She continues: "The ones with a professional company doing basic administration are unlikely to have unauthorised payments but the scheme returns may not have been done because it is the members' responsibility. In addition in those cases where they have removed any professional trustee - some think they can do it themselves and don't want to pay a fee to a trustee."
Schemes can incur fines for late or missing scheme returns and hefty charges for inappropriate investments or unauthorised use of funds. The revenue is not concerned about intention. Even if a member realises they made a mistake and tries to rectify the situation, they will be penalised.
Why is this happening?
Why are SSASs facing such difficulties? We have to go back to 2006's A-Day and the removal of the pensioneer trustee.
Graves says: "Pre A-Day, any SSAS had to have a pensioneer trustee appointed. This was somebody or an organisation known to HMRC to have a good standing, experience and knowledge.
"[They] essentially acted as the whistle-blower to HMRC if the trustees or members were trying to do anything against the rules. The pensioneer trustee's livelihood and reputation was on the line and so they would whistle blow to HMRC to say something was wrong."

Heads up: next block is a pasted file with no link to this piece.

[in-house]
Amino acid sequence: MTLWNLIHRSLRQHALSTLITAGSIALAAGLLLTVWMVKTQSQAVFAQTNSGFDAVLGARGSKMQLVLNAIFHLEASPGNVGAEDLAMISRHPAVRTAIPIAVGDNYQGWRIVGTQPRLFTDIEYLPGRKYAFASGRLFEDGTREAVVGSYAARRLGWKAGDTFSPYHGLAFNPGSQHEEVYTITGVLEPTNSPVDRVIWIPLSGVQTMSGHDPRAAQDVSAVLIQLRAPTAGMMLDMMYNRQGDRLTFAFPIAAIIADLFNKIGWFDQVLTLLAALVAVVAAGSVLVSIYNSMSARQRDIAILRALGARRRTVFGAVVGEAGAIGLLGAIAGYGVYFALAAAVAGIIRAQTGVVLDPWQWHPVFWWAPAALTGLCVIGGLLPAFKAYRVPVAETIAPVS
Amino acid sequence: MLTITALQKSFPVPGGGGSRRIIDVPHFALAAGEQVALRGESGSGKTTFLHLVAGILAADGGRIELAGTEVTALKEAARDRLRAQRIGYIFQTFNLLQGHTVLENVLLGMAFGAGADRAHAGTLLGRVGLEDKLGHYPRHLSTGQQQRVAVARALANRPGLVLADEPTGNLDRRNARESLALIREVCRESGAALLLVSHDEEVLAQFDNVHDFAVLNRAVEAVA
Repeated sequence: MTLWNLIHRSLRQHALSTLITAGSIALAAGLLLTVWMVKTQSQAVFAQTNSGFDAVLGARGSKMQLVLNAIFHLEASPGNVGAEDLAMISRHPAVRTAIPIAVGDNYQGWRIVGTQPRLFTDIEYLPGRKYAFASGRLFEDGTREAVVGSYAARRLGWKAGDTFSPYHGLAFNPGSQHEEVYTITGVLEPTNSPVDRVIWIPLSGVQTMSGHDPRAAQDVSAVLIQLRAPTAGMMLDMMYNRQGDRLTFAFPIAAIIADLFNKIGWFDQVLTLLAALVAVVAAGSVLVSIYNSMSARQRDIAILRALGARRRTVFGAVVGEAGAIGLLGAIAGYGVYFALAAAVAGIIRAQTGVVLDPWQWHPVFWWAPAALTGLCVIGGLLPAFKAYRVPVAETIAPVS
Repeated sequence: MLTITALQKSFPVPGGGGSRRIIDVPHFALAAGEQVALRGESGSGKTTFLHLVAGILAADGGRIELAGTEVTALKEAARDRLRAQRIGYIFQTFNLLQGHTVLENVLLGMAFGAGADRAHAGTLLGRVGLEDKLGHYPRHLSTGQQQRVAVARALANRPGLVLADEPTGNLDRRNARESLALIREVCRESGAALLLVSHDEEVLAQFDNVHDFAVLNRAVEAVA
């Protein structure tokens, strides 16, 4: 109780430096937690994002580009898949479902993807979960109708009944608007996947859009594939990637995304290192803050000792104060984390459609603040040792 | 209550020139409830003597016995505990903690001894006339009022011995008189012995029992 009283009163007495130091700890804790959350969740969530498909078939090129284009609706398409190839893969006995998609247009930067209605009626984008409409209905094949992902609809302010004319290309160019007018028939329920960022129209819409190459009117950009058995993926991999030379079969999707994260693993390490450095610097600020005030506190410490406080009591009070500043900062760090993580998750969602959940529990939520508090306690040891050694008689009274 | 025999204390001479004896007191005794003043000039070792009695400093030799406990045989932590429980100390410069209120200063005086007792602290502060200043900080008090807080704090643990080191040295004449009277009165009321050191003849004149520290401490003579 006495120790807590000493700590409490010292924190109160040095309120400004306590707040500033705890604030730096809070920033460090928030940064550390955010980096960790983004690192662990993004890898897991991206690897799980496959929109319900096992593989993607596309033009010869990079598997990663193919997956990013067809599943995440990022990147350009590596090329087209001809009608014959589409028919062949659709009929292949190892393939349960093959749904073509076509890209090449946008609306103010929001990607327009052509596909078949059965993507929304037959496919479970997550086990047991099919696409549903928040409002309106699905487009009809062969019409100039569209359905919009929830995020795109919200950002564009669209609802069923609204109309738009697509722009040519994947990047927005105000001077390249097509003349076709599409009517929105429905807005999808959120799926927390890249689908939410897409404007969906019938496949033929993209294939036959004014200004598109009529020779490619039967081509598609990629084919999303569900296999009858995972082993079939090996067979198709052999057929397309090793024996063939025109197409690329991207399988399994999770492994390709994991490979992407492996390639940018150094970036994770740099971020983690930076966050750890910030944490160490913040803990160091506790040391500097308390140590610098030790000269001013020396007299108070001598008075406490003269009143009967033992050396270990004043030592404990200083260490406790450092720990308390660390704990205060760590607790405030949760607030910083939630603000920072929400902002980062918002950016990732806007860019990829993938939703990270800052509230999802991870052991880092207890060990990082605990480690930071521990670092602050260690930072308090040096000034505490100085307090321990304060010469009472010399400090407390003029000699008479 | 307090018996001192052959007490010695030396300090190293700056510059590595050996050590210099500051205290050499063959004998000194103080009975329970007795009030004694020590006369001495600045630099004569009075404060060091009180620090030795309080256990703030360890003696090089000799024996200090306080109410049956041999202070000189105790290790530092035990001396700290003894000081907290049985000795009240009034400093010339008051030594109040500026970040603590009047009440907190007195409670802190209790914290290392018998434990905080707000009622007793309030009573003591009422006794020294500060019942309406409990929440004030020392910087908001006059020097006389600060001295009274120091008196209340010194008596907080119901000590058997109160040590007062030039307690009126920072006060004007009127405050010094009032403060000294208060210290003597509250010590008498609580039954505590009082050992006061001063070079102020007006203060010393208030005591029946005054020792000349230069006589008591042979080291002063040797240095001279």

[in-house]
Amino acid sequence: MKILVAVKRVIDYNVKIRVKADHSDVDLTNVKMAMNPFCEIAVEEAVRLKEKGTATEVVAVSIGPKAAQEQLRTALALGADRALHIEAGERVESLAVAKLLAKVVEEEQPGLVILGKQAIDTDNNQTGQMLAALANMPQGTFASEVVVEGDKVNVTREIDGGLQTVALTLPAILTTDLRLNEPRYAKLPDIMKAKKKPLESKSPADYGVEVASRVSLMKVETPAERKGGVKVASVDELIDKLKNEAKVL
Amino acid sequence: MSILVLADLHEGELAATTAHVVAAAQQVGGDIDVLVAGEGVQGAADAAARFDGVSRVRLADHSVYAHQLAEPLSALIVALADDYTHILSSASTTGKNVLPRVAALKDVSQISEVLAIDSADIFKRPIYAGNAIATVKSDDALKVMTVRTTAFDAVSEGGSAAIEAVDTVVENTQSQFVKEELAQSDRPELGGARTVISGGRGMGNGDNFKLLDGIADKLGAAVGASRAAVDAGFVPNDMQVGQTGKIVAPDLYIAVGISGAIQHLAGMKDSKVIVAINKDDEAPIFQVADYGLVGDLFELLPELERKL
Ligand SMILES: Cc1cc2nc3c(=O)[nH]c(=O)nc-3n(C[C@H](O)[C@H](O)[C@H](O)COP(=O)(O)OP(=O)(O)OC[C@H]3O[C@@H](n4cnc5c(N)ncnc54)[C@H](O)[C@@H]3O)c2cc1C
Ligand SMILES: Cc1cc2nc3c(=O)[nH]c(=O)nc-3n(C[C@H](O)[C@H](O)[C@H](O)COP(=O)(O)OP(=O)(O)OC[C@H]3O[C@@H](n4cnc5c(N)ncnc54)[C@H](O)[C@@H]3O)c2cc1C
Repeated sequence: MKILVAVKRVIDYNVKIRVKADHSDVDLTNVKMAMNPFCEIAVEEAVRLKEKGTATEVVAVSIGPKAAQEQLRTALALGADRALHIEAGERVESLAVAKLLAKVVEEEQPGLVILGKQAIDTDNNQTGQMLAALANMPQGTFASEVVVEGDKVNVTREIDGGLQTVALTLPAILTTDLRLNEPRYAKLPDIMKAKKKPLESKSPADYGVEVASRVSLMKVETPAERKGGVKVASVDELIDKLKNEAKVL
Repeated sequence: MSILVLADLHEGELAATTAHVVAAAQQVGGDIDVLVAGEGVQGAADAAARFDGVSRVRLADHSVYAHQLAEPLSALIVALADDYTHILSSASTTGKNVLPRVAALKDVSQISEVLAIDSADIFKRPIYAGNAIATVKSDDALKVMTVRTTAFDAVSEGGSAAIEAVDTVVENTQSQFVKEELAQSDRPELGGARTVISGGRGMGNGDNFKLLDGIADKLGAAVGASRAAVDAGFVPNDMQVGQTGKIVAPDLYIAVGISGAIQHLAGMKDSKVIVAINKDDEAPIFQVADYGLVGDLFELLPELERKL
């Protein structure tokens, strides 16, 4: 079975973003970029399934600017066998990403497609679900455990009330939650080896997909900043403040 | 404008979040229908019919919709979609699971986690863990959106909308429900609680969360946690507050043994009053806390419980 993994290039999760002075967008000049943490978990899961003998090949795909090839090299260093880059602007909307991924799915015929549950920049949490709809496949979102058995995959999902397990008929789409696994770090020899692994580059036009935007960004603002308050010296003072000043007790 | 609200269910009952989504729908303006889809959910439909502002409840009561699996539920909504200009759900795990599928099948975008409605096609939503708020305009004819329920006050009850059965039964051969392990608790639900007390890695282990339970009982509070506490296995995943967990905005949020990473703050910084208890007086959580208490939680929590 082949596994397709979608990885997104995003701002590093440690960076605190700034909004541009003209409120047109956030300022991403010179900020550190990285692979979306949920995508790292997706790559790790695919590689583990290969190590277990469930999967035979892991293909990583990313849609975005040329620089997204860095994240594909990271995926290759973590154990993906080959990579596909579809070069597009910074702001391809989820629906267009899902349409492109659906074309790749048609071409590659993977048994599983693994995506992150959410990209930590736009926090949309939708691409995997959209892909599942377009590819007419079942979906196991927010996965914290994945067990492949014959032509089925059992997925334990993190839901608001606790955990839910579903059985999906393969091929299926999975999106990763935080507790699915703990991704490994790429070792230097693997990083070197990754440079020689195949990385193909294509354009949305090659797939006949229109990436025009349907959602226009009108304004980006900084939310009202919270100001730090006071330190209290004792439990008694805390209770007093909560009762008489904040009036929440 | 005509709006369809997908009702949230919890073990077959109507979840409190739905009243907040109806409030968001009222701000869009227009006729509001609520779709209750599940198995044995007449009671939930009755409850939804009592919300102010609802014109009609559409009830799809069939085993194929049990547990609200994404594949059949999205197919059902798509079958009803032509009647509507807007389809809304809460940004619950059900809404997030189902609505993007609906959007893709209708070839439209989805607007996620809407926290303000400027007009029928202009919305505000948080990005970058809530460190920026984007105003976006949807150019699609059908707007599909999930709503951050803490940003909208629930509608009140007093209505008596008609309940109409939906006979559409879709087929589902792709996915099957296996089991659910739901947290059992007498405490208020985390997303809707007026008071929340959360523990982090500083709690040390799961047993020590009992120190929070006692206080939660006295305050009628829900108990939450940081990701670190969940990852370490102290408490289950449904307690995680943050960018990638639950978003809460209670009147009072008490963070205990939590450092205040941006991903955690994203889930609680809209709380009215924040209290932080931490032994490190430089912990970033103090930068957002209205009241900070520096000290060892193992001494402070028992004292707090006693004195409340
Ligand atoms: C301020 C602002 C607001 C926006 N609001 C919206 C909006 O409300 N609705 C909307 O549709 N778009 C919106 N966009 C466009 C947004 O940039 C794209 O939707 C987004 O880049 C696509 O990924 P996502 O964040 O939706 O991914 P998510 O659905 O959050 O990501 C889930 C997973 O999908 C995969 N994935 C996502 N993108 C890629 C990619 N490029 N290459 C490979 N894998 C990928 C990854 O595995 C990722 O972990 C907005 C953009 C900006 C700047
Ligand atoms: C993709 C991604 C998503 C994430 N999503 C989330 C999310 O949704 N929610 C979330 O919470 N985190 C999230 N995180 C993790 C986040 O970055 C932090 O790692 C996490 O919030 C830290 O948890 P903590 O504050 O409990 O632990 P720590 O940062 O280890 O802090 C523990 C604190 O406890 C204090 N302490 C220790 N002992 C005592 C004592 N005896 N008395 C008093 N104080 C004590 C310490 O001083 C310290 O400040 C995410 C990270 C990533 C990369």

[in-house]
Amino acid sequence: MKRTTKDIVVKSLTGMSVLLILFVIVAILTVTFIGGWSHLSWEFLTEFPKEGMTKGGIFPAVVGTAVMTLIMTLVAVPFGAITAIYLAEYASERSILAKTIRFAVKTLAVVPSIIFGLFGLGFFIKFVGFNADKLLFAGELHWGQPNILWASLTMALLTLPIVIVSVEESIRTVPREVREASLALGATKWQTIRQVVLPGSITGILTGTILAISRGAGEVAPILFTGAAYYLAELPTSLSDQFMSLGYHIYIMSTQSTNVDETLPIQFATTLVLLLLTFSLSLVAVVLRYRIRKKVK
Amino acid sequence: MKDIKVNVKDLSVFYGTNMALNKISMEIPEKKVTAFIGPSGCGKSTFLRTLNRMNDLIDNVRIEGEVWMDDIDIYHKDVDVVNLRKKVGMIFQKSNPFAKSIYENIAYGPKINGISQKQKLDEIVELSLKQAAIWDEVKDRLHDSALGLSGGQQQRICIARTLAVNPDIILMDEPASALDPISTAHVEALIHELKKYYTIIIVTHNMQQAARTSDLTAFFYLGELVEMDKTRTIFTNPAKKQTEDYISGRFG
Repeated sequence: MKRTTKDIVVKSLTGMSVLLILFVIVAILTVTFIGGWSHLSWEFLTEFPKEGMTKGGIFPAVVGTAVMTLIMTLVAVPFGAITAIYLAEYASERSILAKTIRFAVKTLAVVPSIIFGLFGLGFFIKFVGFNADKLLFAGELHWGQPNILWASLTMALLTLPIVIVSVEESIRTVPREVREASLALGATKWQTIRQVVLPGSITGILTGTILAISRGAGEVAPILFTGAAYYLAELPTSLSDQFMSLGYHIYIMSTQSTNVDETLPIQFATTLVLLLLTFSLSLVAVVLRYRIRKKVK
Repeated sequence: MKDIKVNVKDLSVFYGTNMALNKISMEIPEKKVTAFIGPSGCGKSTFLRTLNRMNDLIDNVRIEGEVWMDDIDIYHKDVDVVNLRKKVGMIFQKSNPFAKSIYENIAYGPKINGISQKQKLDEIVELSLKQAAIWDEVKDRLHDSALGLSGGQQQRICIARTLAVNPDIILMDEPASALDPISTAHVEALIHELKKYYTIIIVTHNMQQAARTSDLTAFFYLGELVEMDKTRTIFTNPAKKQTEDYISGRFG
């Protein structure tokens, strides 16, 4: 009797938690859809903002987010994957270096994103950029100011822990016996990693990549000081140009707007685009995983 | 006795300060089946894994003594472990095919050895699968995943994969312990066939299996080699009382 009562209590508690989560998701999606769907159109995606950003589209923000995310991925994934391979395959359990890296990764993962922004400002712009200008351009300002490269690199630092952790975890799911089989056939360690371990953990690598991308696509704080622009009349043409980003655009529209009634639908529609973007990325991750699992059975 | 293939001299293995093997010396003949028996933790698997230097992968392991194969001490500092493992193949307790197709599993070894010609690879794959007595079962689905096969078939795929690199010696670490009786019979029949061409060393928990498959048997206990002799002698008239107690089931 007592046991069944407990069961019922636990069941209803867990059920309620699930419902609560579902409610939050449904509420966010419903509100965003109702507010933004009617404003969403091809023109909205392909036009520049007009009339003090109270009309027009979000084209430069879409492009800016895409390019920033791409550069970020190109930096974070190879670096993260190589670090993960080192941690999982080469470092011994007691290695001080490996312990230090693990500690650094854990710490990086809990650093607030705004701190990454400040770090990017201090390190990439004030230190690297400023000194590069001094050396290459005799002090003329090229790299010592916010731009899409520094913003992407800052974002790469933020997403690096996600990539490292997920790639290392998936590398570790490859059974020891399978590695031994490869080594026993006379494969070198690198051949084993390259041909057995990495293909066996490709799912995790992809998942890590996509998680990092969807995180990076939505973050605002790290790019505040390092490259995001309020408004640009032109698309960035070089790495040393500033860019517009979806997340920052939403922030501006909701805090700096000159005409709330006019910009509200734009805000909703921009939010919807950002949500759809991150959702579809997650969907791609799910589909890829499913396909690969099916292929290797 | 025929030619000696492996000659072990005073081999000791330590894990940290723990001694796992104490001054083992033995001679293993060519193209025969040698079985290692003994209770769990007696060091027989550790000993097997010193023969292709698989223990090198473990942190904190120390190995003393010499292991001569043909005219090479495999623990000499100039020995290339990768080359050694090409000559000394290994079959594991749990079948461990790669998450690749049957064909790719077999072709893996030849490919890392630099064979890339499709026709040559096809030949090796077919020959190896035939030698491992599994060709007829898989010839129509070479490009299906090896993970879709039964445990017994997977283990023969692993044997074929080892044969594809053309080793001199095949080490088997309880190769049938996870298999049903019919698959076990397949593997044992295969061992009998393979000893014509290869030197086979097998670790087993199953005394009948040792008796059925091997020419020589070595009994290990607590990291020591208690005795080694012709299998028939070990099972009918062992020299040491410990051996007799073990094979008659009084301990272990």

What can be done?
SSAS professionals agree a return to using pensioneer trustees could help matters. Graves says such a move could deal with growing concerns around pension liberation, which could have been prevented under the old regime.
Holly Watts, head of SSAS new business development at James Hay Partnership, says: "Managing trustees are finding the expertise a [professional] trustee brings invaluable. We are seeing many of the schemes that became self -managed after 2006, return to our organisation looking for professional support and guidance.